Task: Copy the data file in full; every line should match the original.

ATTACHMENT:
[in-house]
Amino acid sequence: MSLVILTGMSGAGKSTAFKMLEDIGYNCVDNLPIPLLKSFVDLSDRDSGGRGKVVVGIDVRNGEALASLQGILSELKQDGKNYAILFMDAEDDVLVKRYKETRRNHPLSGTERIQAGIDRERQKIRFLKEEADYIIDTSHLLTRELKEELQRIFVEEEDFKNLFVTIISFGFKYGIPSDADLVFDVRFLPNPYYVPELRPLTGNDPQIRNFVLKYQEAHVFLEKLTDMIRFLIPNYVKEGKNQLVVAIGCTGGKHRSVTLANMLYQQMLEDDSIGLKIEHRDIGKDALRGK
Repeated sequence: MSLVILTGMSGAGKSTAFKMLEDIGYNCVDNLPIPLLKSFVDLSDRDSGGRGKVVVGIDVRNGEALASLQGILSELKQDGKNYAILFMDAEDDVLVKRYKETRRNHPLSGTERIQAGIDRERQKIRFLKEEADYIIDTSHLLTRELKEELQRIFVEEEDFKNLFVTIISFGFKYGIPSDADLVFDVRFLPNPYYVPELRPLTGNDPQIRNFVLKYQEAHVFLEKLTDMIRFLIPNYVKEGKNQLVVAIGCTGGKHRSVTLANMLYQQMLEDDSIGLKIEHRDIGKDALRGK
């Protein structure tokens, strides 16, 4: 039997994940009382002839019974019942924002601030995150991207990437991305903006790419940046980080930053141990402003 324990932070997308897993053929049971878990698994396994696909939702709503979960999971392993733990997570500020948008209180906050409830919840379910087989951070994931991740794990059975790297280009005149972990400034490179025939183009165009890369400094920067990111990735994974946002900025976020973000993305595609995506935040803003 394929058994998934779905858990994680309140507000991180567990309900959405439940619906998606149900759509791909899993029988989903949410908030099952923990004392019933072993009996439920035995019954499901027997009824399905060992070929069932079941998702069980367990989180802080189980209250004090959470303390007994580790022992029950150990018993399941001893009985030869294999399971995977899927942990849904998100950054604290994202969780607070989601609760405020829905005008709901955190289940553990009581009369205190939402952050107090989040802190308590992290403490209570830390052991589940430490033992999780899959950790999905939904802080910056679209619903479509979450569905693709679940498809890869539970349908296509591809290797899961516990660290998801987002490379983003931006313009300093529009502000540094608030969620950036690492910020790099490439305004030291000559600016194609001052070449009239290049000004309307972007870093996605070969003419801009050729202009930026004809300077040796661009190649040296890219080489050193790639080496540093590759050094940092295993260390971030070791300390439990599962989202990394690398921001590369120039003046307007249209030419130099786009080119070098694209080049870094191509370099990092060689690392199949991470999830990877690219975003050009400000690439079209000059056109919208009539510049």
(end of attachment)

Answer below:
[in-house]
Amino acid sequence: MSLVILTGMSGAGKSTAFKMLEDIGYNCVDNLPIPLLKSFVDLSDRDSGGRGKVVVGIDVRNGEALASLQGILSELKQDGKNYAILFMDAEDDVLVKRYKETRRNHPLSGTERIQAGIDRERQKIRFLKEEADYIIDTSHLLTRELKEELQRIFVEEEDFKNLFVTIISFGFKYGIPSDADLVFDVRFLPNPYYVPELRPLTGNDPQIRNFVLKYQEAHVFLEKLTDMIRFLIPNYVKEGKNQLVVAIGCTGGKHRSVTLANMLYQQMLEDDSIGLKIEHRDIGKDALRGK
Repeated sequence: MSLVILTGMSGAGKSTAFKMLEDIGYNCVDNLPIPLLKSFVDLSDRDSGGRGKVVVGIDVRNGEALASLQGILSELKQDGKNYAILFMDAEDDVLVKRYKETRRNHPLSGTERIQAGIDRERQKIRFLKEEADYIIDTSHLLTRELKEELQRIFVEEEDFKNLFVTIISFGFKYGIPSDADLVFDVRFLPNPYYVPELRPLTGNDPQIRNFVLKYQEAHVFLEKLTDMIRFLIPNYVKEGKNQLVVAIGCTGGKHRSVTLANMLYQQMLEDDSIGLKIEHRDIGKDALRGK
């Protein structure tokens, strides 16, 4: 039997994940009382002839019974019942924002601030995150991207990437991305903006790419940046980080930053141990402003 324990932070997308897993053929049971878990698994396994696909939702709503979960999971392993733990997570500020948008209180906050409830919840379910087989951070994931991740794990059975790297280009005149972990400034490179025939183009165009890369400094920067990111990735994974946002900025976020973000993305595609995506935040803003 394929058994998934779905858990994680309140507000991180567990309900959405439940619906998606149900759509791909899993029988989903949410908030099952923990004392019933072993009996439920035995019954499901027997009824399905060992070929069932079941998702069980367990989180802080189980209250004090959470303390007994580790022992029950150990018993399941001893009985030869294999399971995977899927942990849904998100950054604290994202969780607070989601609760405020829905005008709901955190289940553990009581009369205190939402952050107090989040802190308590992290403490209570830390052991589940430490033992999780899959950790999905939904802080910056679209619903479509979450569905693709679940498809890869539970349908296509591809290797899961516990660290998801987002490379983003931006313009300093529009502000540094608030969620950036690492910020790099490439305004030291000559600016194609001052070449009239290049000004309307972007870093996605070969003419801009050729202009930026004809300077040796661009190649040296890219080489050193790639080496540093590759050094940092295993260390971030070791300390439990599962989202990394690398921001590369120039003046307007249209030419130099786009080119070098694209080049870094191509370099990092060689690392199949991470999830990877690219975003050009400000690439079209000059056109919208009539510049």